Each partial objective has its part of the burden: S21 performs the reduction, S22 makes the colour and Petzval correction and S23 makes the fine tuning of imaging errors.

This second embodiment is not finely tuned to best error correction, but gives the principles of feasibility of such a design.

The aspheric surfaces of both examples of tables 1 and 2 are described by

z=AS2×h 4+AS3×h 6+AS4×h 8+AS5×h 10+AS6×h 12=AS7×h 10

with z=axial deviation from sphere, h=radial height from optical axis.

The example of FIG. 3 has a purely catoptric partial objective S31 and a purely refractive partial objective S32 between object Ob and image Im, with intermediate image IMI. This avoids the big negative lenses f the catadioptric partial objectives of the aforementioned examples. The mirrors M1, M2 now are purely used for Petzval correction—correction of field curvature.

The chromatic characteristics of the objective are defined by the refractive partial objective S32. Use of different lens materials allows for achromatization. For DUV/VUV excimer laser systems combinations of fluorides, namely calcium fluoride (fluorspar, fluorite), barium fluoride, strontium fluoride, NaF, Lif etc. and/or quartz glass, also in specifically doped versions, are adequate. Thus, for microlithography at 157 nm, positive lenses L1,L3 can be made of calcium fluoride and negative lens L2 can be made of barium fluoride or NaF, for example.

Naturally the refractive partial objective S32 has more lenses in a realistic microlithography or microscope objective and the lenses L1 to L3 shown are only schematic representatives.

As the refractive partial objective S32 of this catadioptric objective as compared to a full refractive system is relieved from the burden of Petzval correction, it can be simplified. The waist and bulge configuration with two and more waists of state-of-the-art refractive microlithographic reduction projection objectives is therefore not needed. Only one waist of minor beam reduction remains. Consequently the refractive partial objective S32 can be shorter, smaller in diameter and can have less lenses. Transmission and contrast are thus increased, while cost is decreased. Aspheric lens surfaces further help in this effect.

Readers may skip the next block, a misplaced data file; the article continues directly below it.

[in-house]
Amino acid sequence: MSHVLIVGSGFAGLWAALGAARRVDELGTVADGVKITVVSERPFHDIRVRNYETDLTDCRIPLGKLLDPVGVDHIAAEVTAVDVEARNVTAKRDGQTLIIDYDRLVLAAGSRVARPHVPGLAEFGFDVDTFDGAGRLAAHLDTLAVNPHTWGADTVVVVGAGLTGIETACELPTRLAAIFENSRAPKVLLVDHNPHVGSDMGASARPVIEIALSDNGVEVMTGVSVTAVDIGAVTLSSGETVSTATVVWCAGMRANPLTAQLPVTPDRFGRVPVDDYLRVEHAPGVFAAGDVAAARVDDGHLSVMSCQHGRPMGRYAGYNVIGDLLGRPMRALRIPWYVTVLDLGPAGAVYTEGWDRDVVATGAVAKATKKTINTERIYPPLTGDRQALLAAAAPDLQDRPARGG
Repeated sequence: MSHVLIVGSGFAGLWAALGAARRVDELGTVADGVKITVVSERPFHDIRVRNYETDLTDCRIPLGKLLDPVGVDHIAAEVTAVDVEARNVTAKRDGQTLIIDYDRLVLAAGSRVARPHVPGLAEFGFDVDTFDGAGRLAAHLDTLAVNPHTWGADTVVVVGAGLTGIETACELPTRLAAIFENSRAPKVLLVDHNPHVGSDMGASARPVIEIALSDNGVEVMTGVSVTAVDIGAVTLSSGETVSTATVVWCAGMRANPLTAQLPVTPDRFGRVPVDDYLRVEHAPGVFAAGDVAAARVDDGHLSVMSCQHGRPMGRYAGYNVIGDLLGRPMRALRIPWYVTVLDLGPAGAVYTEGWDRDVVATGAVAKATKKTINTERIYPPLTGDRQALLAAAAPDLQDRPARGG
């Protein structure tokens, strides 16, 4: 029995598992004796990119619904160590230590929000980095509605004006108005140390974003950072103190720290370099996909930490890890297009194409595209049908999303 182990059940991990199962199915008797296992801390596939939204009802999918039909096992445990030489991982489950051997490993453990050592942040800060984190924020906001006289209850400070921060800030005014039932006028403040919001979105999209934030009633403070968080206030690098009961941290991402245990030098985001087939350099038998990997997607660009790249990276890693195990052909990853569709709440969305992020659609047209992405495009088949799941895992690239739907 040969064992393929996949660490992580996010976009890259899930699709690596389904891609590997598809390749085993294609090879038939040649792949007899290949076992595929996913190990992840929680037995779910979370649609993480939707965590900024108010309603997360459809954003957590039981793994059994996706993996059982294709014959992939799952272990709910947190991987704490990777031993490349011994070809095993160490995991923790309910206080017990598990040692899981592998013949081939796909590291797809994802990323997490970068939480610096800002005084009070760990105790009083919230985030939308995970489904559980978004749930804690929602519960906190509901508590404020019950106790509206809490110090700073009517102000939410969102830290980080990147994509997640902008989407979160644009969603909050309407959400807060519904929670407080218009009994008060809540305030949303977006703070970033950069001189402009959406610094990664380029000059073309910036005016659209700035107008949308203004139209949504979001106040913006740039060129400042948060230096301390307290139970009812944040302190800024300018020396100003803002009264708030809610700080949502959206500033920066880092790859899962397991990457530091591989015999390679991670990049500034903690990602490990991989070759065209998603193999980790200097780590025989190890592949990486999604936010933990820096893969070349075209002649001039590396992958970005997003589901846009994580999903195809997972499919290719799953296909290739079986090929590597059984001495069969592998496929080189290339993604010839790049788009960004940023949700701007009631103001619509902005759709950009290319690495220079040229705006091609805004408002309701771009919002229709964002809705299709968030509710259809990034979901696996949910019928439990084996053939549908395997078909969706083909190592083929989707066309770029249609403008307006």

As the catoptric partial objective S31 is free of lenses, its diameter is not critical: Precision aspherical mirrors with diameters of more than one meter are state of the art in astronomy, for example.

Obviously the arrangement of catoptric and refractive partial objective also can be changed in sequence. Then the diameter of the catoptric partial system is reduced in consequence of the imaging ratio of the refractive partial objective.

For reasons of good accessibility of object Ob and image Im and of more design space for correction, it is advantageous if this system also is extended to a first refractive partial objective S41, a catoptric partial objective S42 and a second refractive partial objective S43 with intermediate images IMI1 and IM12, as shown in the example of FIG. 4.

The advantages of the first two embodiments with minimal obscuration and of the third example without big lenses between the mirrors M1, M2 can thus be combined.

Table 3 gives the design data of this example. This is a 157 nm objective with all crystal lenses, most of LiF and some of NaF, giving excellent chromatic properties for an unnarrowed F2 laser with 1,5 pm band width. Reduction ratio is 1:5, maximum image field height is 11,88 mm, NA=0,75. Maximum lens diameter is 190,5 mm, maximum mirror diameter is 201 mm. The overall length Ob-Im is 1,459 m.

The use of crystal lenses in DUV to VUV microlithographic objectives is made here in adaptation of the earlier application DE 199 29 701.0 dated Jun. 29, 1999 (99032 P) of co-inventor Schuster and the same assignee. This cited application as a whole shall be part of the disclosure of this application, too.

Consequently, negative NaF lenses are entered, plus one positive NaF meniscus 408, 409 in the first partial objective S41, which reduces lateral chromatic aberration, in an overall LiF lens system.

Aspheric surfaces are entered into this design at a number of surfaces, where this is advantageous. Consequently, also the mirrors 440 and 441 are aspheric.